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Strategies for Crowdsourcing Social Data Analysis

Comments on social data analysis on sites like Many Eyes (a,b) often add little value for analysts. We show that crowd workers can reliably produce high-quality explanations (c) that analysts can build upon as part of their broader analyses.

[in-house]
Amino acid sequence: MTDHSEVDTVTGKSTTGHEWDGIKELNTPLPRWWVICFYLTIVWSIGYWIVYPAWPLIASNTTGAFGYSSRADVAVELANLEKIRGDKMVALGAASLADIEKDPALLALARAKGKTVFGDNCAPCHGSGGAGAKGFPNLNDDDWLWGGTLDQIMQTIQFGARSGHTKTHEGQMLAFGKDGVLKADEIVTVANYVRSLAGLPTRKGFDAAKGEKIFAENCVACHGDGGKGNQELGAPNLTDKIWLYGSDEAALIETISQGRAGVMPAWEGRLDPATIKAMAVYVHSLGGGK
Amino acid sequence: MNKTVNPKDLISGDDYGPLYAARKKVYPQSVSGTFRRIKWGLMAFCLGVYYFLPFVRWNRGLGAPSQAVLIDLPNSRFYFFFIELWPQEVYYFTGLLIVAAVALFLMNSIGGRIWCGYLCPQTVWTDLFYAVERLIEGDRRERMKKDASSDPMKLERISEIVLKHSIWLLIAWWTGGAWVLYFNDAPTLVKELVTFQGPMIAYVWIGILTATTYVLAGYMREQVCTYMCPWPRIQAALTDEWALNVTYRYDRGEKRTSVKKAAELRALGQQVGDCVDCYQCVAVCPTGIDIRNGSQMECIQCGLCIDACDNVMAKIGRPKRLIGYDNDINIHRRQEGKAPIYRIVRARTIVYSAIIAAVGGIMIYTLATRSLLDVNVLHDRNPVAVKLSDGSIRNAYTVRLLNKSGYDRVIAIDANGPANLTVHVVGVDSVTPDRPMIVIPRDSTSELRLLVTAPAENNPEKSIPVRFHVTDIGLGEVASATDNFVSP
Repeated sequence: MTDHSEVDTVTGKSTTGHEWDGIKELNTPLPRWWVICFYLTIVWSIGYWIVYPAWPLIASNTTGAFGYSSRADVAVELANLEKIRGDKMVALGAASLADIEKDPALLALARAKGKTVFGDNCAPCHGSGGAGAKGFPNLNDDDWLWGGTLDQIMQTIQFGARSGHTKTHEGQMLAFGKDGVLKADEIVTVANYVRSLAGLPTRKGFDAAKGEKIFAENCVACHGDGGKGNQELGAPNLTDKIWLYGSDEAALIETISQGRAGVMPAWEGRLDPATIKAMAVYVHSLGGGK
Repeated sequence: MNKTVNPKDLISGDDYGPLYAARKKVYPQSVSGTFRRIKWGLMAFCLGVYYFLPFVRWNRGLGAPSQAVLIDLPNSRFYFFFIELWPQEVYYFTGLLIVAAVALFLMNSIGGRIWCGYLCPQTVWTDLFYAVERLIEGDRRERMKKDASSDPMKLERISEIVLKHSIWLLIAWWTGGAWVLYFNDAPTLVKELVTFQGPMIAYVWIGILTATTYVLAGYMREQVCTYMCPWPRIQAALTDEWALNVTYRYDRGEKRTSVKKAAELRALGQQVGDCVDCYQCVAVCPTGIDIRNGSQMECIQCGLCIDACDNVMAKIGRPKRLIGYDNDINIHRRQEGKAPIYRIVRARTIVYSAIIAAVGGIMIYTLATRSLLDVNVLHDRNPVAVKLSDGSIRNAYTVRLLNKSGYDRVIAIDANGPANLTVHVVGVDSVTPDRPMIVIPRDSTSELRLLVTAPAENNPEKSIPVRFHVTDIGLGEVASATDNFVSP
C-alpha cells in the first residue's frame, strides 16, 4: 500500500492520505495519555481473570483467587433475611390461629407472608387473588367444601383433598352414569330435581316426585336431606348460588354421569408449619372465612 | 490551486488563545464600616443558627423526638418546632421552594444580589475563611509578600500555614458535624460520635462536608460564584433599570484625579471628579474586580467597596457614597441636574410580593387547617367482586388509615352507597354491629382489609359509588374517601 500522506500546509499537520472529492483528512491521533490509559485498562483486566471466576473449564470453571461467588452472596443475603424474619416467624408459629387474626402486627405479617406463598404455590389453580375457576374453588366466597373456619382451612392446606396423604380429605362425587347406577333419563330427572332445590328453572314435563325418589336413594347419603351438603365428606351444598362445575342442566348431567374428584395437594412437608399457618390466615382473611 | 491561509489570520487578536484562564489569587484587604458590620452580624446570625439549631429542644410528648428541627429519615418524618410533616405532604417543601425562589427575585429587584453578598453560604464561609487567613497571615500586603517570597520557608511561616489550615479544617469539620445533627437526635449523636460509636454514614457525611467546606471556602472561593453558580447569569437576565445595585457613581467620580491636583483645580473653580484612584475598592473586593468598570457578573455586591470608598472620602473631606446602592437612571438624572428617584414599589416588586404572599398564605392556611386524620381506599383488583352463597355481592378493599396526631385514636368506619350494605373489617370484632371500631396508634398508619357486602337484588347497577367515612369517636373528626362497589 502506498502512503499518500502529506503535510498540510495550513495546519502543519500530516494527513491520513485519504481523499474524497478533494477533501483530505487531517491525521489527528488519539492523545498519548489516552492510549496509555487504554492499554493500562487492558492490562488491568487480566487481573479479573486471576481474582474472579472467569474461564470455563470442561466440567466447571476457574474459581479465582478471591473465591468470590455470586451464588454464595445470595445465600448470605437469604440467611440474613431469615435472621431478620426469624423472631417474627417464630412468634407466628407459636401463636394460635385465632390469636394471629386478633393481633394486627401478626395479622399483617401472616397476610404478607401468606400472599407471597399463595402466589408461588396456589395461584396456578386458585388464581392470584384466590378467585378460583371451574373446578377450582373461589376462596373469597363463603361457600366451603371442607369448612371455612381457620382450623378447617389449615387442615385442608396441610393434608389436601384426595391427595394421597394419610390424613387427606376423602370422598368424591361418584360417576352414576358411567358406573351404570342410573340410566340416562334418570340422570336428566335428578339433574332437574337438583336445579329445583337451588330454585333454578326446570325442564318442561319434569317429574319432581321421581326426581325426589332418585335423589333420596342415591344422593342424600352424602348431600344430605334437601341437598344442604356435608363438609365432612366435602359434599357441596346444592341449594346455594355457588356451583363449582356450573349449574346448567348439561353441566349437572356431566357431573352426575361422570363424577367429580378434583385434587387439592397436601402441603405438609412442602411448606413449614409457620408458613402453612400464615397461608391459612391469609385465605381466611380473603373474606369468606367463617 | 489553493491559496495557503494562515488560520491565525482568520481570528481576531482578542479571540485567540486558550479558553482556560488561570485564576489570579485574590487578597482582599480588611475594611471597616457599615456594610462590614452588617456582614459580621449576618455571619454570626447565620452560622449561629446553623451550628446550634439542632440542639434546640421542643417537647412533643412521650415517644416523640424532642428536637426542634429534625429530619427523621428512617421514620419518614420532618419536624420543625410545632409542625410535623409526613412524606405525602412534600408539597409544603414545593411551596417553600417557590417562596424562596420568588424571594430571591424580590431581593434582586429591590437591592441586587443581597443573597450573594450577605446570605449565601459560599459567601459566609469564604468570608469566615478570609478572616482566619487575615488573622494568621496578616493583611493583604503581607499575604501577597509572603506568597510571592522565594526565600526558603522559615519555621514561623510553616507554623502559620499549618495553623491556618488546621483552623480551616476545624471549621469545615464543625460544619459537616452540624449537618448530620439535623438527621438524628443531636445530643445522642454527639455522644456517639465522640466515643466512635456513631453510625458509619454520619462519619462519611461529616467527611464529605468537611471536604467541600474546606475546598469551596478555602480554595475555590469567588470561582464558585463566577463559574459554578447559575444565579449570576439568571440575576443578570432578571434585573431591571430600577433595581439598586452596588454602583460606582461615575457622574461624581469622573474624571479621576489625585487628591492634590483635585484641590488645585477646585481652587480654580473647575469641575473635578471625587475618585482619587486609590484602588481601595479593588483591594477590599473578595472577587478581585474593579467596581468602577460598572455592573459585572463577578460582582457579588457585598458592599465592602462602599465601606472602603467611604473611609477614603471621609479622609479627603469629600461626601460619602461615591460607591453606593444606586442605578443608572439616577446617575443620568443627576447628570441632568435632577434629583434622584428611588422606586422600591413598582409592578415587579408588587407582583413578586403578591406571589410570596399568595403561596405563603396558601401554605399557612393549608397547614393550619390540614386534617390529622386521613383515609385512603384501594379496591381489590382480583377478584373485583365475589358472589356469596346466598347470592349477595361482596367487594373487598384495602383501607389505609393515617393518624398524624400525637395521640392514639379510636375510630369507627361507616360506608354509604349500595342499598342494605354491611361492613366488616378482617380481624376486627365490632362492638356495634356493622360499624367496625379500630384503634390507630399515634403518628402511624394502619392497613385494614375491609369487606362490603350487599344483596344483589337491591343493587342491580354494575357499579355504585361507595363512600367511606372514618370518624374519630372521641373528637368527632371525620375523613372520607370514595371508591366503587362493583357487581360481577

Web-based social data analysis tools that rely on public discussion to produce hypotheses or explanations of patterns and trends in data rarely yield high-quality results in practice. Crowdsourcing offers an alternative approach in which an analyst pays workers to generate such explanations. Yet, asking workers with varying skills, backgrounds and motivations to simply “Explain why a chart is interesting” can result in irrelevant, unclear or speculative explanations of variable quality. To address these problems, we contribute seven strategies for improving the quality and diversity of worker-generated explanations. Our experiments show that using (S1) feature-oriented prompts, providing (S2) good examples, and including (S3) reference gathering, (S4) chart reading, and (S5) annotation subtasks increases the quality of responses by 28% for US workers and 196% for non-US workers. Feature-oriented prompts improve explanation quality by 69% to 236% depending on the prompt. We also show that (S6) pre-annotating charts can focus workers’ attention on relevant details, and demonstrate that (S7) gener- ating explanations iteratively increases explanation diversity without increasing worker attrition. We used our techniques to generate 910 explanations for 16 datasets, and found that 63% were of high quality. These results demonstrate that paid crowd workers can reliably generate diverse, high-quality explanations that support the analysis of specific datasets.

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